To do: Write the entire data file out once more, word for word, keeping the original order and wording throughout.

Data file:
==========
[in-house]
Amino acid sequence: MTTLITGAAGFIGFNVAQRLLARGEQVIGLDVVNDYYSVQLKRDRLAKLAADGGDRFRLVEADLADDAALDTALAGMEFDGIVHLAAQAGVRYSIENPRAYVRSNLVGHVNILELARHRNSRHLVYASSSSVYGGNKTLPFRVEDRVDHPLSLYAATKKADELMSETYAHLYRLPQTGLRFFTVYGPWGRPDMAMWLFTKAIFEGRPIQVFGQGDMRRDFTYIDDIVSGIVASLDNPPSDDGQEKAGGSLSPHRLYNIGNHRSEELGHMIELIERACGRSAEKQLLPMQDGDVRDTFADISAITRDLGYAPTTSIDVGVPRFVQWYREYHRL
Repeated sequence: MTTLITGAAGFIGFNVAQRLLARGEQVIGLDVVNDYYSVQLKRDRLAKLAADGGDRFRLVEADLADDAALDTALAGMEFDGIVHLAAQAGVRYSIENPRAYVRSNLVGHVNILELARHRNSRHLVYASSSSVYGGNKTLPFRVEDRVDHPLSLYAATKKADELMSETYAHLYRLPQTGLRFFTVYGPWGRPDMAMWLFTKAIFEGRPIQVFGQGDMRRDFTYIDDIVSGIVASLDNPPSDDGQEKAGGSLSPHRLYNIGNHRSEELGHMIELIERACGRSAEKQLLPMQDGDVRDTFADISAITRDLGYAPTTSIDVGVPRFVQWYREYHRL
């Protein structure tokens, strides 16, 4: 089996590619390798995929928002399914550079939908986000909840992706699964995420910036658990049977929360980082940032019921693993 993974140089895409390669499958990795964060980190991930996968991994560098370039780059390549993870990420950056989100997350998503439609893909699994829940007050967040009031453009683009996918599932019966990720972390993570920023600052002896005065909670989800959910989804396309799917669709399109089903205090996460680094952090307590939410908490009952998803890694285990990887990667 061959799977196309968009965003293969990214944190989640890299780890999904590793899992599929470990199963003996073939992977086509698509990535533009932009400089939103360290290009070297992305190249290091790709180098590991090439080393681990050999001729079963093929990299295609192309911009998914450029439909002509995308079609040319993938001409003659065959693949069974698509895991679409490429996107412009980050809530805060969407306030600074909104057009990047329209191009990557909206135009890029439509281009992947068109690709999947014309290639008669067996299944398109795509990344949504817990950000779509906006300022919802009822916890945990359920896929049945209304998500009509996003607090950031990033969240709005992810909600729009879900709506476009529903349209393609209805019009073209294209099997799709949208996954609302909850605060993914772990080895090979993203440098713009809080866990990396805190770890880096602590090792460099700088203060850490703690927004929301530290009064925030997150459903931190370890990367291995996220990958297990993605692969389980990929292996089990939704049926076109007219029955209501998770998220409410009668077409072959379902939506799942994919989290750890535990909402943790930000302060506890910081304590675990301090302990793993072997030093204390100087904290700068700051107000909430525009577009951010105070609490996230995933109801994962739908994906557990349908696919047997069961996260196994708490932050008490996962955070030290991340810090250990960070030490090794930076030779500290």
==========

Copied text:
[in-house]
Amino acid sequence: MTTLITGAAGFIGFNVAQRLLARGEQVIGLDVVNDYYSVQLKRDRLAKLAADGGDRFRLVEADLADDAALDTALAGMEFDGIVHLAAQAGVRYSIENPRAYVRSNLVGHVNILELARHRNSRHLVYASSSSVYGGNKTLPFRVEDRVDHPLSLYAATKKADELMSETYAHLYRLPQTGLRFFTVYGPWGRPDMAMWLFTKAIFEGRPIQVFGQGDMRRDFTYIDDIVSGIVASLDNPPSDDGQEKAGGSLSPHRLYNIGNHRSEELGHMIELIERACGRSAEKQLLPMQDGDVRDTFADISAITRDLGYAPTTSIDVGVPRFVQWYREYHRL
Repeated sequence: MTTLITGAAGFIGFNVAQRLLARGEQVIGLDVVNDYYSVQLKRDRLAKLAADGGDRFRLVEADLADDAALDTALAGMEFDGIVHLAAQAGVRYSIENPRAYVRSNLVGHVNILELARHRNSRHLVYASSSSVYGGNKTLPFRVEDRVDHPLSLYAATKKADELMSETYAHLYRLPQTGLRFFTVYGPWGRPDMAMWLFTKAIFEGRPIQVFGQGDMRRDFTYIDDIVSGIVASLDNPPSDDGQEKAGGSLSPHRLYNIGNHRSEELGHMIELIERACGRSAEKQLLPMQDGDVRDTFADISAITRDLGYAPTTSIDVGVPRFVQWYREYHRL
């Protein structure tokens, strides 16, 4: 089996590619390798995929928002399914550079939908986000909840992706699964995420910036658990049977929360980082940032019921693993 993974140089895409390669499958990795964060980190991930996968991994560098370039780059390549993870990420950056989100997350998503439609893909699994829940007050967040009031453009683009996918599932019966990720972390993570920023600052002896005065909670989800959910989804396309799917669709399109089903205090996460680094952090307590939410908490009952998803890694285990990887990667 061959799977196309968009965003293969990214944190989640890299780890999904590793899992599929470990199963003996073939992977086509698509990535533009932009400089939103360290290009070297992305190249290091790709180098590991090439080393681990050999001729079963093929990299295609192309911009998914450029439909002509995308079609040319993938001409003659065959693949069974698509895991679409490429996107412009980050809530805060969407306030600074909104057009990047329209191009990557909206135009890029439509281009992947068109690709999947014309290639008669067996299944398109795509990344949504817990950000779509906006300022919802009822916890945990359920896929049945209304998500009509996003607090950031990033969240709005992810909600729009879900709506476009529903349209393609209805019009073209294209099997799709949208996954609302909850605060993914772990080895090979993203440098713009809080866990990396805190770890880096602590090792460099700088203060850490703690927004929301530290009064925030997150459903931190370890990367291995996220990958297990993605692969389980990929292996089990939704049926076109007219029955209501998770998220409410009668077409072959379902939506799942994919989290750890535990909402943790930000302060506890910081304590675990301090302990793993072997030093204390100087904290700068700051107000909430525009577009951010105070609490996230995933109801994962739908994906557990349908696919047997069961996260196994708490932050008490996962955070030290991340810090250990960070030490090794930076030779500290």